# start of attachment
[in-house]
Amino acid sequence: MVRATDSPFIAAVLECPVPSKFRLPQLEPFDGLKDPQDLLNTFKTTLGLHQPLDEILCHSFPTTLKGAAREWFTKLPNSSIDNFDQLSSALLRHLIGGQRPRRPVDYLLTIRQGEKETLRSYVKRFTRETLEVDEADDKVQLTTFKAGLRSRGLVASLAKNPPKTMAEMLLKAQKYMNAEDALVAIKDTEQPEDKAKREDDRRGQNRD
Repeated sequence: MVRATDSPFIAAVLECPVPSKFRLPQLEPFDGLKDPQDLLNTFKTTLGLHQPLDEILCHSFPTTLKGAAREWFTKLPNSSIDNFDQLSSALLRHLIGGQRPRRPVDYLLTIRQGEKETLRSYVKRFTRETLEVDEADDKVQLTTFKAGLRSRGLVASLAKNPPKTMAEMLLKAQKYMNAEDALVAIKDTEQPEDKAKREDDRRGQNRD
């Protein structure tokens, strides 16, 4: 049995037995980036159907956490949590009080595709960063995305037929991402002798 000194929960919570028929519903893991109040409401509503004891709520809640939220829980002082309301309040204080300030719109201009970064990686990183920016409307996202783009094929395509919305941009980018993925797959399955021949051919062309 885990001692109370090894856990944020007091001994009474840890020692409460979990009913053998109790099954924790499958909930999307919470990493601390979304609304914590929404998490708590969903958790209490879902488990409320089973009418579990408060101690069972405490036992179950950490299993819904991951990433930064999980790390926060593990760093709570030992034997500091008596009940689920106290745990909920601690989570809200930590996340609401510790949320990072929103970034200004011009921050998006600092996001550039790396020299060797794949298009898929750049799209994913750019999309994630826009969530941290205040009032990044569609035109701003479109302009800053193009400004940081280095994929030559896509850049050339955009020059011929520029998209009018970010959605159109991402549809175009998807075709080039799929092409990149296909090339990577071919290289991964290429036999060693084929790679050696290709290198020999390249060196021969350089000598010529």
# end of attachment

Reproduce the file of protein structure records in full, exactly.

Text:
[in-house]
Amino acid sequence: MVRATDSPFIAAVLECPVPSKFRLPQLEPFDGLKDPQDLLNTFKTTLGLHQPLDEILCHSFPTTLKGAAREWFTKLPNSSIDNFDQLSSALLRHLIGGQRPRRPVDYLLTIRQGEKETLRSYVKRFTRETLEVDEADDKVQLTTFKAGLRSRGLVASLAKNPPKTMAEMLLKAQKYMNAEDALVAIKDTEQPEDKAKREDDRRGQNRD
Repeated sequence: MVRATDSPFIAAVLECPVPSKFRLPQLEPFDGLKDPQDLLNTFKTTLGLHQPLDEILCHSFPTTLKGAAREWFTKLPNSSIDNFDQLSSALLRHLIGGQRPRRPVDYLLTIRQGEKETLRSYVKRFTRETLEVDEADDKVQLTTFKAGLRSRGLVASLAKNPPKTMAEMLLKAQKYMNAEDALVAIKDTEQPEDKAKREDDRRGQNRD
């Protein structure tokens, strides 16, 4: 049995037995980036159907956490949590009080595709960063995305037929991402002798 000194929960919570028929519903893991109040409401509503004891709520809640939220829980002082309301309040204080300030719109201009970064990686990183920016409307996202783009094929395509919305941009980018993925797959399955021949051919062309 885990001692109370090894856990944020007091001994009474840890020692409460979990009913053998109790099954924790499958909930999307919470990493601390979304609304914590929404998490708590969903958790209490879902488990409320089973009418579990408060101690069972405490036992179950950490299993819904991951990433930064999980790390926060593990760093709570030992034997500091008596009940689920106290745990909920601690989570809200930590996340609401510790949320990072929103970034200004011009921050998006600092996001550039790396020299060797794949298009898929750049799209994913750019999309994630826009969530941290205040009032990044569609035109701003479109302009800053193009400004940081280095994929030559896509850049050339955009020059011929520029998209009018970010959605159109991402549809175009998807075709080039799929092409990149296909090339990577071919290289991964290429036999060693084929790679050696290709290198020999390249060196021969350089000598010529």